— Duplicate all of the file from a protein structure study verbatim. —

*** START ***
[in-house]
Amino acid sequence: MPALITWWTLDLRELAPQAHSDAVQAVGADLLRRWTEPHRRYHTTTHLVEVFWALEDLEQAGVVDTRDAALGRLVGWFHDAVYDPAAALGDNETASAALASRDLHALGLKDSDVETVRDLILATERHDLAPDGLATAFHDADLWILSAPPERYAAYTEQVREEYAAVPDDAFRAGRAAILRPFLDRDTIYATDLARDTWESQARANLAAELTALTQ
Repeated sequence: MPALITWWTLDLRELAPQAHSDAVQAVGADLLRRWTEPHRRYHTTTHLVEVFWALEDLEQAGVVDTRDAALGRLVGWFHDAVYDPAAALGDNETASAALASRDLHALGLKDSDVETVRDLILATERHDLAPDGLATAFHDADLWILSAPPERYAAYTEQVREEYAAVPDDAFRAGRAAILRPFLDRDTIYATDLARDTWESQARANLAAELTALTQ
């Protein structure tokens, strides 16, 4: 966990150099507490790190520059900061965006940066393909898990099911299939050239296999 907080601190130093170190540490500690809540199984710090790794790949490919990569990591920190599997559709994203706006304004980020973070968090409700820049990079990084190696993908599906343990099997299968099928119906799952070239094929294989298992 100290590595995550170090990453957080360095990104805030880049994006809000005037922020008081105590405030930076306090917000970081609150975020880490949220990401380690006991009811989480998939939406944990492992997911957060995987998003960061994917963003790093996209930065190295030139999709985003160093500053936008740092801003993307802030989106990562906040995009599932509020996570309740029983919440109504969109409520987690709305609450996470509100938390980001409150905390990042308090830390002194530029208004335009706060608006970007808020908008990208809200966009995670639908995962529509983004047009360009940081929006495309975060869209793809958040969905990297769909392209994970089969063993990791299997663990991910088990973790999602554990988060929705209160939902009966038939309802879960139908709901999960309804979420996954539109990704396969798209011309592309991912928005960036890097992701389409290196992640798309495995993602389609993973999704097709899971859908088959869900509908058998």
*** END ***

[in-house]
Amino acid sequence: MPALITWWTLDLRELAPQAHSDAVQAVGADLLRRWTEPHRRYHTTTHLVEVFWALEDLEQAGVVDTRDAALGRLVGWFHDAVYDPAAALGDNETASAALASRDLHALGLKDSDVETVRDLILATERHDLAPDGLATAFHDADLWILSAPPERYAAYTEQVREEYAAVPDDAFRAGRAAILRPFLDRDTIYATDLARDTWESQARANLAAELTALTQ
Repeated sequence: MPALITWWTLDLRELAPQAHSDAVQAVGADLLRRWTEPHRRYHTTTHLVEVFWALEDLEQAGVVDTRDAALGRLVGWFHDAVYDPAAALGDNETASAALASRDLHALGLKDSDVETVRDLILATERHDLAPDGLATAFHDADLWILSAPPERYAAYTEQVREEYAAVPDDAFRAGRAAILRPFLDRDTIYATDLARDTWESQARANLAAELTALTQ
């Protein structure tokens, strides 16, 4: 966990150099507490790190520059900061965006940066393909898990099911299939050239296999 907080601190130093170190540490500690809540199984710090790794790949490919990569990591920190599997559709994203706006304004980020973070968090409700820049990079990084190696993908599906343990099997299968099928119906799952070239094929294989298992 100290590595995550170090990453957080360095990104805030880049994006809000005037922020008081105590405030930076306090917000970081609150975020880490949220990401380690006991009811989480998939939406944990492992997911957060995987998003960061994917963003790093996209930065190295030139999709985003160093500053936008740092801003993307802030989106990562906040995009599932509020996570309740029983919440109504969109409520987690709305609450996470509100938390980001409150905390990042308090830390002194530029208004335009706060608006970007808020908008990208809200966009995670639908995962529509983004047009360009940081929006495309975060869209793809958040969905990297769909392209994970089969063993990791299997663990991910088990973790999602554990988060929705209160939902009966038939309802879960139908709901999960309804979420996954539109990704396969798209011309592309991912928005960036890097992701389409290196992640798309495995993602389609993973999704097709899971859908088959869900509908058998």